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Invest 99: Most Likely "Rain Without a Name"

September 27, 2015

Many meteorologists have dubbed the phrase "rain without a name" over the years, accounting for heavy rain that can occur from a tropical weather system even if it isn't officially named. For some Floridians, this has happened twice already this summer. And that's just what may happen with Invest 99, the disturbance the National Hurricane Center is monitoring over the southern Gulf of Mexico. Regardless of tropical development, heavy rain and a few strong thunderstorms will likely spread across a large portion of the peninsula Monday and Tuesday.


Tropical Formation Unlikely


Forecast data hasn't been very helpful in recent days to make a credible call on whether the system becomes tropical or not. However, Sunday's solutions from nearly all of the reliable forecast models points to a very weak area of low pressure moving toward the Florida panhandle late Monday.  There's no doubt the Gulf waters are warm enough to foster convection. The questionable tropical outcome with Invest 99 is all related to the upper level winds. They are just too strong and will likely keep the low from becoming very organized.


Regardless, Heavy Rain for Some


Regardless of tropical development, the National Hurricane Center and local National Weather Service offices are emphasizing there will be a heavy rain risk Monday and Tuesday across the panhandle and parts of west Florida. There's even the low chance an isolated tornado may develop in some of the rain squalls. As it relates to the panhandle, the rainfall is welcome news. Much of this region has been abnormally dry in recent months. Near Tampa, however, a recent rainfall surplus makes the extra water unwelcome.  No matter whether you need the rain or not, Floridians are urged to use caution during times of heavy rain and watch for localized flooding, especially in low-lying areas and on the roadways. Rainfall amounts of two to four inches will be possible through Wednesday near the Nature Coast and Big Bend regions, near and just east of the track of the low. Locally heavy downpours are possible statewide through midweek, as tropical moisture feeds in to the system until is passes Wednesday.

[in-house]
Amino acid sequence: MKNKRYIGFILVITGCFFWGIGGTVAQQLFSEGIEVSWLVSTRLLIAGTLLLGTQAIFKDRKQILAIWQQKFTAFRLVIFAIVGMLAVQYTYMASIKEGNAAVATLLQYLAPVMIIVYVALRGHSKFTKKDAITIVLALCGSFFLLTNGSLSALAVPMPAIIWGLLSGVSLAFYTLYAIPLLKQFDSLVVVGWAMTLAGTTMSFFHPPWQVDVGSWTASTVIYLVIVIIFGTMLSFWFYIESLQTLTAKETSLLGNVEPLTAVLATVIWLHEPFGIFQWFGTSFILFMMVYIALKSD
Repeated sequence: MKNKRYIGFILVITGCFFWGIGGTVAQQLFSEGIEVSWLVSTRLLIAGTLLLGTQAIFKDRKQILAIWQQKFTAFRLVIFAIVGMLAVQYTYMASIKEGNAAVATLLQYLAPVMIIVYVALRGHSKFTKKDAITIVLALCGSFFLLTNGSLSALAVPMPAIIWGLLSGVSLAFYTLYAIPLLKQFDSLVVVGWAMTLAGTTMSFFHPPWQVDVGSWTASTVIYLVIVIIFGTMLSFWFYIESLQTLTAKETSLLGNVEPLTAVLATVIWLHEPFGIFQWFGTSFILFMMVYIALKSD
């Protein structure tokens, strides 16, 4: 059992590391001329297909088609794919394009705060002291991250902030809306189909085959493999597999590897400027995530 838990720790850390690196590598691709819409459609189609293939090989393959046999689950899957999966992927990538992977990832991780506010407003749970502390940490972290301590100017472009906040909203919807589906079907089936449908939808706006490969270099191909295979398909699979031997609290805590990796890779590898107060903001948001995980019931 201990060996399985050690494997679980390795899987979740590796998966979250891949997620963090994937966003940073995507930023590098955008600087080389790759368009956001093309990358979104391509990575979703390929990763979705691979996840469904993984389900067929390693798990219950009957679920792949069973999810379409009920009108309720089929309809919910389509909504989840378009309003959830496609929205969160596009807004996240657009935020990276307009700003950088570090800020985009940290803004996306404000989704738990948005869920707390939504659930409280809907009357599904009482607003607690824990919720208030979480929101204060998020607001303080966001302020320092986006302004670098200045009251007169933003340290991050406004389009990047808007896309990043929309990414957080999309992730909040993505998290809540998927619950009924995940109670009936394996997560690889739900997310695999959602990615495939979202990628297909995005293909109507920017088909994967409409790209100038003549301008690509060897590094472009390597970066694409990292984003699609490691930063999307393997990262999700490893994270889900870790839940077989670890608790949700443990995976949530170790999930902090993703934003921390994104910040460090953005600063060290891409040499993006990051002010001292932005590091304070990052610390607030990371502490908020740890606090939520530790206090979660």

The Florida Public Radio Emergency Network will continue to monitor the latest trends with Invest 99 and possible tropical development. Stay informed on your local radio station or download the new mobile app, Florida Storms.


Sources include nearest National Weather Service office, National Hurricane Center, and the Florida Public Radio Emergency Network (@FloridaStorms).
Sources include nearby emergency management agencies, FEMA, and your local NPR affiliate. 
Sources include the Florida Department of Transportation, Florida Highway Patrol and other nearby traffic information.

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